It was a hot summer day in the northwest suburbs of Chicago in the presidential election year of 1992. Thunderclouds overhead threatened as Republican Party precinct workers gathered at a picnic to hear from President Bush, who was running for re-election. Before his arrival, the talk among picnic-goers was how they might have to cancel the event.
But with a president on his way, come rain or shine, the picnic would proceed. And rain it did — buckets of it descending on the stage as the president’s entourage arrived. It was clear to picnic organizers that if the show were to go on, the president would need umbrellas on each side of him, trying to keep him dry as he gave his remarks.
As the lieutenant governor at the time, I was asked by parade organizers to stand on one side of the president with an extra-large umbrella, and the Cook County state’s attorney would stand on the other side with the same. As President Bush exhorted the crowd to get out the vote, we held our umbrellas high as cameras flashed and reporters took soggy notes.
One of those cameras — from The New York Times — captured the president delivering one of the wettest speeches he ever gave, shielded by the umbrella guys. The next day, The Times displayed a photo — front page, no less — of the president speaking to the party faithful with a simple cutline below that read, “President Bush acknowledging supporters in Chicago at a Republican Party picnic cut short by rain. With him was Jack O’Malley, the Cook County state’s attorney. The man at the left was not identified.”
Really? Unidentified? That’s right. The lieutenant governor would go unrecognized by The New York Times, a sure sign of the stature of the office, I would claim as my only retort, and it provided such a good laugh that my staff thought they should ask the president to sign a copy of the front page story and give it to me as a gift.
So off to the White House goes the front page with a personal request asking the president to sign it. Now we all know the president has lots on his plate on any given day. Identifying some lieutenant governor in Illinois would surely not be very high on any list.
A few weeks later, a package arrived in the mail. Not just the NY Times photo signed by the president. No, it was a framed copy of the front page of the NY Times with a personal note below it from President Bush, which read simply, “To Bob Kustra, I have ‘identified’ you. You’re a great guy, a Lt. Gov., and a friend. G Bush.”
For years now, I must admit I sometimes wondered if his staff filled in for the president and wrote the note to that loyal Republican lieutenant governor who held the umbrella. That doubt was erased this week, as we all take time to honor this great American, who set a standard for civility that we so much miss in today’s political arena.
Friends, associates and staff regaled the press with tales of his letter and note writing over the years. Many of those letters have been compiled in a book, “All the Best, George Bush,” and it reflects the humor that amused his friends and family, his philosophy of life, and his love of family, especially his wife and life partner, Barbara Bush.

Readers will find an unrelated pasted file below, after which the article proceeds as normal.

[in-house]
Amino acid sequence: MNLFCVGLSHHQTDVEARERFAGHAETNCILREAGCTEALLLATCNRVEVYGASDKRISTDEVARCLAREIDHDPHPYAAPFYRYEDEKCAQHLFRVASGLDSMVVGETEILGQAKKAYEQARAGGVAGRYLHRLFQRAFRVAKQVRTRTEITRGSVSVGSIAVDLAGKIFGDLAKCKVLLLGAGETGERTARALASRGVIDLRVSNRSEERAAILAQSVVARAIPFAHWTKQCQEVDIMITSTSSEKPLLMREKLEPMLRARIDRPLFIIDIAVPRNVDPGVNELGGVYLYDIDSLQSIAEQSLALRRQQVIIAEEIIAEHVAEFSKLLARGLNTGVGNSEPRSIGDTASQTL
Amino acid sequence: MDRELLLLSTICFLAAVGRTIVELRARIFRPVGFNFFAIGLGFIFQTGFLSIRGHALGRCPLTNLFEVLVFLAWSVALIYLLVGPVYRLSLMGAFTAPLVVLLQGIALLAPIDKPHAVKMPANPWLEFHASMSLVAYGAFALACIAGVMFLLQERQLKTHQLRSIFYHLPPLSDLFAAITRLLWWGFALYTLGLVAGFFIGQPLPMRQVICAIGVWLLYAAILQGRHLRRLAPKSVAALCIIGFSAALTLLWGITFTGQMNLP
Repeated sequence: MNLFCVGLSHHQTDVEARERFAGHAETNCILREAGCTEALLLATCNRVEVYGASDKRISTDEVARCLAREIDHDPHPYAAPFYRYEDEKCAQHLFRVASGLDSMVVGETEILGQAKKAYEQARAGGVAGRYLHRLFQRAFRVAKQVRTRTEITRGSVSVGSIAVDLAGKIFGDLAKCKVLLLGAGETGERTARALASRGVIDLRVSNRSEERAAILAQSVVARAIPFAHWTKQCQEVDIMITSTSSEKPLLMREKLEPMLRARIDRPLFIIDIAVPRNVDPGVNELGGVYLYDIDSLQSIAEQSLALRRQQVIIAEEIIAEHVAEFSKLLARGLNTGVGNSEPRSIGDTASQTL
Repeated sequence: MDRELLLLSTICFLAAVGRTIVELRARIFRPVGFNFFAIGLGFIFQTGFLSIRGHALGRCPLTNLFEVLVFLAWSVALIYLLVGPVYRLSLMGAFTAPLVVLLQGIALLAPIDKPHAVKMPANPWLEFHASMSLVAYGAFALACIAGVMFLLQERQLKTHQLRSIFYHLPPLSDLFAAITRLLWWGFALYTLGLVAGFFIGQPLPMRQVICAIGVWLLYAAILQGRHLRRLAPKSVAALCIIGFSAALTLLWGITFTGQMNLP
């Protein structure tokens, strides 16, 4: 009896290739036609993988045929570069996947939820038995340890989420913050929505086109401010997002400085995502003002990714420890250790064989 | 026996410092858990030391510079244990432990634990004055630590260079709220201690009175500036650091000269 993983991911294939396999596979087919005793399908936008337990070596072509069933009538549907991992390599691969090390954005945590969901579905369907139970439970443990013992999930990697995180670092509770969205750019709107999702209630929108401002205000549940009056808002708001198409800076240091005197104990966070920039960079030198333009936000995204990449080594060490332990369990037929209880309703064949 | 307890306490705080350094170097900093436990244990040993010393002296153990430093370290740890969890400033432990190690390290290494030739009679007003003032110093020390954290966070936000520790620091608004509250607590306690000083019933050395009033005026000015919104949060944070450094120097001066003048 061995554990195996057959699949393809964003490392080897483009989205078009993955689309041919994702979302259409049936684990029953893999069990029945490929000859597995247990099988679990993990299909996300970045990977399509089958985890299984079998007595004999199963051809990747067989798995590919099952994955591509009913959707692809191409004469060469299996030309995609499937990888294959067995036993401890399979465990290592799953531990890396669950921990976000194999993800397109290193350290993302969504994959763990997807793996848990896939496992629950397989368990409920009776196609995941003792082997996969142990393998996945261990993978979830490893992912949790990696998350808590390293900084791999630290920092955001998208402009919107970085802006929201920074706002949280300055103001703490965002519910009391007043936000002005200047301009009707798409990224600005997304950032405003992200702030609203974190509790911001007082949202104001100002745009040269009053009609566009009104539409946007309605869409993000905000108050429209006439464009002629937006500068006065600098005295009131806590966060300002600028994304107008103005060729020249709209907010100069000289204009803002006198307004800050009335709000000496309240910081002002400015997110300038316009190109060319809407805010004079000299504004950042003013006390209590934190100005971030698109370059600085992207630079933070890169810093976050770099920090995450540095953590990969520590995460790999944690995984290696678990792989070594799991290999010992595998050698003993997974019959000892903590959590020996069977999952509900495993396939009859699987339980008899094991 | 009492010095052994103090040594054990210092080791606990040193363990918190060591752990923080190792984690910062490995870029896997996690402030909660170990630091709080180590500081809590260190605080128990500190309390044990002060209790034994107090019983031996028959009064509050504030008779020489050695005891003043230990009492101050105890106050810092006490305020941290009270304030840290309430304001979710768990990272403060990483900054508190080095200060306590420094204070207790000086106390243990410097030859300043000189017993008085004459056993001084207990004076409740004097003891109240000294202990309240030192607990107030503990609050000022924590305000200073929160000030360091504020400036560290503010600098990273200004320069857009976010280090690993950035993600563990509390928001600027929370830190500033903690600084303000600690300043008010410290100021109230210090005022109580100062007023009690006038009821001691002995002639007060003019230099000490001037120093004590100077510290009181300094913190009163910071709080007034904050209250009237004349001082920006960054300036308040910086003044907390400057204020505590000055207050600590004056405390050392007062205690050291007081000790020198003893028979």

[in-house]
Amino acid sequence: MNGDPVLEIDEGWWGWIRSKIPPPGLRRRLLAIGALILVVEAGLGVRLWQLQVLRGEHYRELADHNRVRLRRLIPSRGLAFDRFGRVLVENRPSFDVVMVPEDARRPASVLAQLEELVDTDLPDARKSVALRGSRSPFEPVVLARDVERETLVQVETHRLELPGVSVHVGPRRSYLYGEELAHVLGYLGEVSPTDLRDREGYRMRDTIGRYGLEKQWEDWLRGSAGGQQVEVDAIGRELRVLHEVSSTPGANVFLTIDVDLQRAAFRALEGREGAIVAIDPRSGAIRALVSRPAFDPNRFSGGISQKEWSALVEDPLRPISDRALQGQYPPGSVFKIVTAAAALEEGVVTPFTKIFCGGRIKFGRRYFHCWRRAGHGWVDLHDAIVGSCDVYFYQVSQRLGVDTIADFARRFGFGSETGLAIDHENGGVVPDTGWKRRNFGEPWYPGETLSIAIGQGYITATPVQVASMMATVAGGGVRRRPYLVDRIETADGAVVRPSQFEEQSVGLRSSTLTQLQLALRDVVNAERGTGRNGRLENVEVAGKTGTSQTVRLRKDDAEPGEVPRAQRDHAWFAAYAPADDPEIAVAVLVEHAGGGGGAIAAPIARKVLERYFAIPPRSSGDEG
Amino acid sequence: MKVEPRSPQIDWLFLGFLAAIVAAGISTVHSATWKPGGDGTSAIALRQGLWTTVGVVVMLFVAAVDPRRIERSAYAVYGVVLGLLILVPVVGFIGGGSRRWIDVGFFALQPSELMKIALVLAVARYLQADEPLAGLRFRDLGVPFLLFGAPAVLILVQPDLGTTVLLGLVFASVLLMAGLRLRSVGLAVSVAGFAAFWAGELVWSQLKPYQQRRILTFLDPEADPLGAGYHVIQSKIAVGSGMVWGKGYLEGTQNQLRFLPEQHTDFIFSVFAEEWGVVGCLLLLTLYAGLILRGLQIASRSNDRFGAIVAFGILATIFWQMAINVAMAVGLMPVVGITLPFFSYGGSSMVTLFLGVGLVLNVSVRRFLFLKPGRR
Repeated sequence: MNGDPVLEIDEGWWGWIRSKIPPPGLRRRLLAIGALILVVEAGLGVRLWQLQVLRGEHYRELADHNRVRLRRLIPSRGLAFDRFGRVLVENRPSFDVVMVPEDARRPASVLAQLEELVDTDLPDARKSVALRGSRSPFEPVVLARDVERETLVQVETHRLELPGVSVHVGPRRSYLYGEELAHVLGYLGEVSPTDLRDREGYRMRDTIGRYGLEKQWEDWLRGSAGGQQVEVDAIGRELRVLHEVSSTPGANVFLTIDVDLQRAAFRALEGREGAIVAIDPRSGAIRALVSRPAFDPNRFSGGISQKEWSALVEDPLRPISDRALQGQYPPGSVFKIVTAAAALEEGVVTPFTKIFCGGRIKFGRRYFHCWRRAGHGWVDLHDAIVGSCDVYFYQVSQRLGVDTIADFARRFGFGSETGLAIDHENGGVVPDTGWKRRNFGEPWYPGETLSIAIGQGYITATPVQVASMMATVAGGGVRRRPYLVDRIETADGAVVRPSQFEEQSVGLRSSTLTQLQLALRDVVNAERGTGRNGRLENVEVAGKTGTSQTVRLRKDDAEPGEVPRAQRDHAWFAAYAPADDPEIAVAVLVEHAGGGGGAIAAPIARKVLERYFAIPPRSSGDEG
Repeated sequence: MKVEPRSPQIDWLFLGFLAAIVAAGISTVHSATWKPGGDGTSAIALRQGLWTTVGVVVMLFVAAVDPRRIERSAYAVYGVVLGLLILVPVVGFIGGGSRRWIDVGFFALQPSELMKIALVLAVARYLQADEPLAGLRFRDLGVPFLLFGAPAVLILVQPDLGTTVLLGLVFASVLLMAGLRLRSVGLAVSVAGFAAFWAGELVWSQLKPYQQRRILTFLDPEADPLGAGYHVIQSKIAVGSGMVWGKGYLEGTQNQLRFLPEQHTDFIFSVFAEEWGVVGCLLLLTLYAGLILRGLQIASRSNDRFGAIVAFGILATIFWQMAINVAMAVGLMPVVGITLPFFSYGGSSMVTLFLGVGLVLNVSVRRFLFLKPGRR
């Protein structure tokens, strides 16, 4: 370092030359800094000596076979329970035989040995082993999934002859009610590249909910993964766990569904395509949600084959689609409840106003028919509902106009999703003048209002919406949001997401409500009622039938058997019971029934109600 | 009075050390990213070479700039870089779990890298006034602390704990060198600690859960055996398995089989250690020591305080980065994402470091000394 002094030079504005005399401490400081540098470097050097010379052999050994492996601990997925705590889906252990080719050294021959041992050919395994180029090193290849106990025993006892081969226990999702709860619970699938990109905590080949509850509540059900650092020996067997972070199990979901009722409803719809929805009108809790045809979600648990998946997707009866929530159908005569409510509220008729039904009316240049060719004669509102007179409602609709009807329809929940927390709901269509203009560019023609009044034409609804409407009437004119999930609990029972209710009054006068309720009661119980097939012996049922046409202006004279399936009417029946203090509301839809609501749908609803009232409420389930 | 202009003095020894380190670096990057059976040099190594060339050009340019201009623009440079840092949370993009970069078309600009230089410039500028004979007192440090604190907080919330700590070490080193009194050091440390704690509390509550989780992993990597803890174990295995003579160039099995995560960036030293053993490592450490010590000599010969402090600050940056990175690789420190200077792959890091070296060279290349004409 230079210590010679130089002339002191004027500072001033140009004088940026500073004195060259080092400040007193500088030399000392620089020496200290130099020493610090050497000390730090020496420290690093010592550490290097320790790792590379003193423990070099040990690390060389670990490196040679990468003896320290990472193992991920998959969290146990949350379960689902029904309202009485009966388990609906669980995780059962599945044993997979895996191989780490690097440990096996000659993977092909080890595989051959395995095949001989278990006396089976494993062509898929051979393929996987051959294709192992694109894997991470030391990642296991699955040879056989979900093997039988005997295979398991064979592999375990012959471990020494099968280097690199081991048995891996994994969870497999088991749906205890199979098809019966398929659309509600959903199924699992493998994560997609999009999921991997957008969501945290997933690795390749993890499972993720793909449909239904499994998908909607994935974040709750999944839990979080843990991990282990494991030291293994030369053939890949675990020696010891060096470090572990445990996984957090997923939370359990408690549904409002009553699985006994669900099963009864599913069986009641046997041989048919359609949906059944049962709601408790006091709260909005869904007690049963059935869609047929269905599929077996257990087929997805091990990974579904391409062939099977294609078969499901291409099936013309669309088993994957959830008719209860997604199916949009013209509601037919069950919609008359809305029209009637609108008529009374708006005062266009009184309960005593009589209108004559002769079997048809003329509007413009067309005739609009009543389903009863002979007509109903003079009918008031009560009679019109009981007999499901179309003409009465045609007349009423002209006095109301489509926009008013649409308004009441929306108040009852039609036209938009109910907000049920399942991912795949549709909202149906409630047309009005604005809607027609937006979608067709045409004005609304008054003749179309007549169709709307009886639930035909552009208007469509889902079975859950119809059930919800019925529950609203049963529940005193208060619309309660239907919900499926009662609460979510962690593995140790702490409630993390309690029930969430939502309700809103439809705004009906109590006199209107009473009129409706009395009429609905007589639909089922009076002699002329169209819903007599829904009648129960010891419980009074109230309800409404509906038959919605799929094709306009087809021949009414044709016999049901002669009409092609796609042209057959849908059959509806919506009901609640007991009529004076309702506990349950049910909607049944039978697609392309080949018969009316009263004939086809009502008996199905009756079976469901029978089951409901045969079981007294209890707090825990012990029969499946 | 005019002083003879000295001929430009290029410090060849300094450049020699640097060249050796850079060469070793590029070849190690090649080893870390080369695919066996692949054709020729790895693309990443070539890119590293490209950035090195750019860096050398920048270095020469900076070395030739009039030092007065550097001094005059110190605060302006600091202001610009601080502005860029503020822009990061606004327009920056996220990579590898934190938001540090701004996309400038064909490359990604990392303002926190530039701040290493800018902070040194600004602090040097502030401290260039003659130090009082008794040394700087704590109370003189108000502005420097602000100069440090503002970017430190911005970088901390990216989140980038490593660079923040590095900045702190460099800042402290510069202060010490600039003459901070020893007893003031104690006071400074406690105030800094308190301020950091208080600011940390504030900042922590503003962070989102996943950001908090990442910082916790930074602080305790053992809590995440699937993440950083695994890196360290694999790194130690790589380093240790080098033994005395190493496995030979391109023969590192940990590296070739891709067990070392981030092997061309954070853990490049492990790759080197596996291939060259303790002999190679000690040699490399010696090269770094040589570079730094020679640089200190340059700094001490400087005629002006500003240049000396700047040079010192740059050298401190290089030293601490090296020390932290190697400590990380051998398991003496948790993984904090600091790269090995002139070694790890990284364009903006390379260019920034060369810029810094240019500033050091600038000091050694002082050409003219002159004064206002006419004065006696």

So could it be that my framed photo and personal note from the president were actually from the man himself? The writing sure looks authentic, and if there is one thing we all learned in the wake of the president’s passing, it is the authenticity of the man.
In today’s lingo, George H.W. Bush was the Real Deal. War hero, patriot, servant of the people in the most critical governmental assignments, serving as vice president, as a member of Congress, as CIA head and as ambassador to China. Yet, no matter what the assignment, no matter how busy the man, there was still time for those notes and letters to family, friends and even political foes.
Like the note he left in the Oval Office for his successor. To President Bill Clinton he wrote in 1992: “You will be our president when you read this note. I wish you well ... Your success now is our country’s success. I am rooting hard for you. Good luck.”
Or the one he wrote to his beloved Barbara: “I love you precious, with all my heart. To know you love me means my life.”
Or the one he wrote about Robin, the 3-year-old daughter the Bushes’ lost to cancer: “But she is still with us. We need her and yet we have her. We can’t touch her and yet we can feel her. We hope she’ll stay in our house for a long, long time.”
I’ve always enjoyed that framed photo and message that has hung in our home for years. Above all else, to have a personal message from the president filling in the details for The New York Times.
What I have learned about President Bush in the many recollections this week of a life well-lived reaffirms my hope for a time when we will once again summon our better angels, as he was so capable of doing. Now every time I look at that photo, I will remember those days when the presidency was about character and integrity, and perhaps most important of all, the personal touch of human kindness and generosity of spirit this nation so desperately needs right now.
And if you don’t mind, in this season of believing, I do believe President Bush remembered that rainy day, had a good laugh at the mystery man in the photo and penned that message himself.
Bob Kustra is the retired president of Boise State University and a former lieutenant governor of Illinois.